How to write a persuasive and effective scientific review article?
A research article identifies a solution to a research problem, but a review article identifies the literature gaps. Review articles can help you find a new topic of research and access information on the current state of research. Scholars and academicians who intend updating their knowledge and garnering relevant data for their research can read such type of articles.
What is the purpose of writing a scientific review article?
A review article makes the readers aware of the scope of the topic. You should focus on the key concept of the paper so that you can present a critical analysis to your readers. The inference is based only on the previous data provided in the published paper. Identify the literature gaps and inconsistencies in the result/conclusion to ensure the paper contains valid and accurate data.
Another reason for writing a scientific review paper is to analyze and evaluate the methodology and approach adopted by the original author. Other authors can access the review articles to save their time and effort in writing the literature review. It helps them develop a better understanding of the topic and create a rough framework to proceed further with their research.
Develop insight: Review articles focus on the main topic and research findings that help the readers develop a basic understanding of the subject.
Identify literature gaps: Review articles help the readers to know about the scope and aim of the research. Authors can explore a new subject area for their future research by identifying the literature gaps.
Guiding researchers: Evidence-based research is a key requisite for publishing. Therefore, researchers cannot continue their research if they do not have enough evidence. Review articles can work as a valid data source and guide researchers in completing their experiments.
Identify patterns and trends: A review article is a credible information source that helps the authors gain knowledge and insight without having to read the entire paper. Authors can identify the current patterns and trends in their respective fields of study by reading the critical analysis.
Main steps involved in writing a scientific review article:
Select a topic: Pick a journal of your choice and skim through the articles. Shortlist the articles based on the research evidence and list of citations. Read the article for a minimum of 3 or 4 times to identify whether or not the research is relevant to your subject. Ensure the selected article is accurate and comprehensible.
Identify the keywords: Read the article and identify the main keywords. Verify whether the publication date indicates the actual date the article was received for review or when the article was accepted for publishing. Keywords are inserted to define the field of study and the main topic of research. It makes an article searchable and helps get more citations.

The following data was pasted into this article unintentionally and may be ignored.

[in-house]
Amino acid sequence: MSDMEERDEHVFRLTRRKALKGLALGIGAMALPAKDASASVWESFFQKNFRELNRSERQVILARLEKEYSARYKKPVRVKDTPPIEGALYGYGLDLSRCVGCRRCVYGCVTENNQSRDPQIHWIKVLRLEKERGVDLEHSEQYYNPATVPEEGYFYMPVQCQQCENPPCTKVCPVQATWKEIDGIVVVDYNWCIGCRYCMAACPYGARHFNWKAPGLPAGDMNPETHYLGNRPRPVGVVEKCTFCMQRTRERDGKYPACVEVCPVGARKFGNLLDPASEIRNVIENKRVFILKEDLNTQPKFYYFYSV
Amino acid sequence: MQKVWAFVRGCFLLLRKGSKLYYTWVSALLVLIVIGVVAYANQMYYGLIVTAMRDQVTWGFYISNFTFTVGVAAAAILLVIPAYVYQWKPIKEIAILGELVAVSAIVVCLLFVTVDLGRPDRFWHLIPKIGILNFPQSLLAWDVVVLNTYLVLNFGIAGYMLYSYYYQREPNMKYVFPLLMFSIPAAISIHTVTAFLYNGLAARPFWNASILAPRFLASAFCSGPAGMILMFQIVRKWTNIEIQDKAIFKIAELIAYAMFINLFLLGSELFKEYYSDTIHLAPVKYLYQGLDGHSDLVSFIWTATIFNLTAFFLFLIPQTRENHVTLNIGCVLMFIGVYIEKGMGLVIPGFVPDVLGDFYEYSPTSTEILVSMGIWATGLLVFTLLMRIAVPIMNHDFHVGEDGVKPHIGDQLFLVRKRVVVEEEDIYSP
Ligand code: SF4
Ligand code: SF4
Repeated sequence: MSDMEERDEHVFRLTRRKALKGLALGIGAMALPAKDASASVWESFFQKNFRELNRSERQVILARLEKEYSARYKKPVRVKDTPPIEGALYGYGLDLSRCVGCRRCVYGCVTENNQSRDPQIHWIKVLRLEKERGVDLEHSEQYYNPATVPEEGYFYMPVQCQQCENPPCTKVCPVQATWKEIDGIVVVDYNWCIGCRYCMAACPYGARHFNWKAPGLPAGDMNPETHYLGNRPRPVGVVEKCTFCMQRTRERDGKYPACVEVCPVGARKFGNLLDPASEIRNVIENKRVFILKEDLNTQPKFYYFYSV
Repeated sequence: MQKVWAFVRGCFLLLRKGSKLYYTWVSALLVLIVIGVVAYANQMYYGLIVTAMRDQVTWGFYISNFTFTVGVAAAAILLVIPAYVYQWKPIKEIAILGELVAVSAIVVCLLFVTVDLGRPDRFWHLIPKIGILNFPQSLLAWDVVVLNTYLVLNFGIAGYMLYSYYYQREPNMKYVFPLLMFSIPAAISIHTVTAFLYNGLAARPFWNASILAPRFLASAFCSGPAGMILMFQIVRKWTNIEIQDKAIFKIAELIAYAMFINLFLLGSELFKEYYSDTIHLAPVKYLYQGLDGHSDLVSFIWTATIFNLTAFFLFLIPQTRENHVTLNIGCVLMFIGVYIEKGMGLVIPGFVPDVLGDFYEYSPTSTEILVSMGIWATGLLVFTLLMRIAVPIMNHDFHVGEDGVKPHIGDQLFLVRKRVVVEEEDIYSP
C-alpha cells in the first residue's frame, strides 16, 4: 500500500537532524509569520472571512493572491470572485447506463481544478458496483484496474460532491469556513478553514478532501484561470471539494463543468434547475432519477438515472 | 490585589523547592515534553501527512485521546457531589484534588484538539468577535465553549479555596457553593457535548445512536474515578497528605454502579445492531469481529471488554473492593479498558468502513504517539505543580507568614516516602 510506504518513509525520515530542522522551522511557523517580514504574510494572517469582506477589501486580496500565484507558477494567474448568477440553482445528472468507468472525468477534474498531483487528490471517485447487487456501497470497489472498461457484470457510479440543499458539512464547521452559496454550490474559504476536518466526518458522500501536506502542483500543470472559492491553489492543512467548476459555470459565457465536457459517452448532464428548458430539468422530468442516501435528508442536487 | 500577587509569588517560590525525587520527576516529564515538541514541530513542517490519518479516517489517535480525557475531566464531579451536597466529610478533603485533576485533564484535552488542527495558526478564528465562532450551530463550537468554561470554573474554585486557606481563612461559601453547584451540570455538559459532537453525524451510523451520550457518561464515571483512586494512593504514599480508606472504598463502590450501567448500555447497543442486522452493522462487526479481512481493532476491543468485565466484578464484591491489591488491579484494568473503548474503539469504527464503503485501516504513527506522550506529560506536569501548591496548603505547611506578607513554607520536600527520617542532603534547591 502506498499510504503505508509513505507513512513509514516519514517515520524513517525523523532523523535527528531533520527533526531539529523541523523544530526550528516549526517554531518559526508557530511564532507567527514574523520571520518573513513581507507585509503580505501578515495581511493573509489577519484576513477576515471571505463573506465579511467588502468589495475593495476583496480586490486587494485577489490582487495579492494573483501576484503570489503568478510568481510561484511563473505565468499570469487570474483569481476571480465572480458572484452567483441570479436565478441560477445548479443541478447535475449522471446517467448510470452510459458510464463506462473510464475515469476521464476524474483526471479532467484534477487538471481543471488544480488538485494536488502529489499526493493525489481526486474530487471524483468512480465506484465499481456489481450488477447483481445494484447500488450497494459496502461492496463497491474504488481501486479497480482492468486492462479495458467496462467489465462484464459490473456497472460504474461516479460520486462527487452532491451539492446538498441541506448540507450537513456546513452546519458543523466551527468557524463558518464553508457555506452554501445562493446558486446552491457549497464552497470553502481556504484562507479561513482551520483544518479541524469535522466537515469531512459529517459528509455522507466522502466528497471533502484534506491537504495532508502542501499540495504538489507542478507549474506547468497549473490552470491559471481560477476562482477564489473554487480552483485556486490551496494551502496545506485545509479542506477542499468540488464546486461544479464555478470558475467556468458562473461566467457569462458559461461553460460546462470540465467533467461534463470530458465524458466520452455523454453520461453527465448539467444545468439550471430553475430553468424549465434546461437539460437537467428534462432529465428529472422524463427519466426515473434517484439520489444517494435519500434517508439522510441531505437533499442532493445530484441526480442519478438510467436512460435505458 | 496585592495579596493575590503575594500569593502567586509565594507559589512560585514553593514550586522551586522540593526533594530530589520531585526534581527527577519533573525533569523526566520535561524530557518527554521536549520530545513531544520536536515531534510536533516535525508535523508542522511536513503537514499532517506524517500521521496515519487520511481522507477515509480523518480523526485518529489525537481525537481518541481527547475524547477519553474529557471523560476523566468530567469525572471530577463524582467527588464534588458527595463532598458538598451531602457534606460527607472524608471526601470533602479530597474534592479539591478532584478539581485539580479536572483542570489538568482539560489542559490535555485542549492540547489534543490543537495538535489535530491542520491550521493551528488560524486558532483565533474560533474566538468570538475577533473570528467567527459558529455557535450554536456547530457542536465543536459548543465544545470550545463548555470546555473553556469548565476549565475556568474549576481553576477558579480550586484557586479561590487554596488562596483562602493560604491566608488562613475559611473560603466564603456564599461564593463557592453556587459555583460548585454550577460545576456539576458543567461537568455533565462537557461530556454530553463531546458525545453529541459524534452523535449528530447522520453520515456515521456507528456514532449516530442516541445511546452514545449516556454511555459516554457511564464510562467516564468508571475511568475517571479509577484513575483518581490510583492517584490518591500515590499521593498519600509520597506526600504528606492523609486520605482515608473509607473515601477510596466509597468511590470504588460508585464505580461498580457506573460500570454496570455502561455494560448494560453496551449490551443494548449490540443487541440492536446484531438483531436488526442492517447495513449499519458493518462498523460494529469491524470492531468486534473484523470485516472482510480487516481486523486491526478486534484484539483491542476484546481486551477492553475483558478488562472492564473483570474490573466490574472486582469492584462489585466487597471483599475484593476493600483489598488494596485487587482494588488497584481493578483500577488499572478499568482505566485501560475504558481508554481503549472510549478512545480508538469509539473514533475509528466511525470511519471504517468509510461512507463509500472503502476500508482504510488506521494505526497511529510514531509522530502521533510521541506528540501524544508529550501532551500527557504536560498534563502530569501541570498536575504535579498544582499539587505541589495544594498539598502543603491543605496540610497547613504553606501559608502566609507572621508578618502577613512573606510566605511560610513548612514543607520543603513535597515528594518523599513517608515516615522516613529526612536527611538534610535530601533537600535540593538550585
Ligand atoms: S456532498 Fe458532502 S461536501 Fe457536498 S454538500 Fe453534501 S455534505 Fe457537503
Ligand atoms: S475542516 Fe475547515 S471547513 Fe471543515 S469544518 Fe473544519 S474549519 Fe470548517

Details: Read the introduction and abstract thoroughly to identify the 5W’s and 1H. If a paper has a solid background research information, then you might need to read it more than once. These two sections contain the essential details that form the basis of the article.
Create a title: An effective title informs the readers about the subject of the article. The title should represent the result of the research. The average word count of a title is 8 to 12 words.
Name: List the names of the authors who have contributed to the paper. You can either list the names alphabetically or in the order of their involvement in the project.
Prepare the abstract: This section informs the target audience about the objectives and results of the review article. If you are writing a narrative abstract, then include the content table. For writing an informative abstract, describe the research context so that the audience can understand why you have chosen the article for review.
Write an introduction: List the questions that you would be addressing in your review article. Explain the objectives, outcomes, and research design. Elaborate on the context and provide relevant details such as:
- Explain the topic of research to the readers, in one or two lines.
- Address the issue of concern mentioned by the author.
- List the primary and secondary information sources.
- Explain what you wish to prove through your review.
- Include the main characteristics of research such as the sample size.
Read the article at least twice to comprehend the information. You should know how to apply analytical reasoning to articulate your views. Your focus should be on identifying the literature gaps and inconsistency in the data.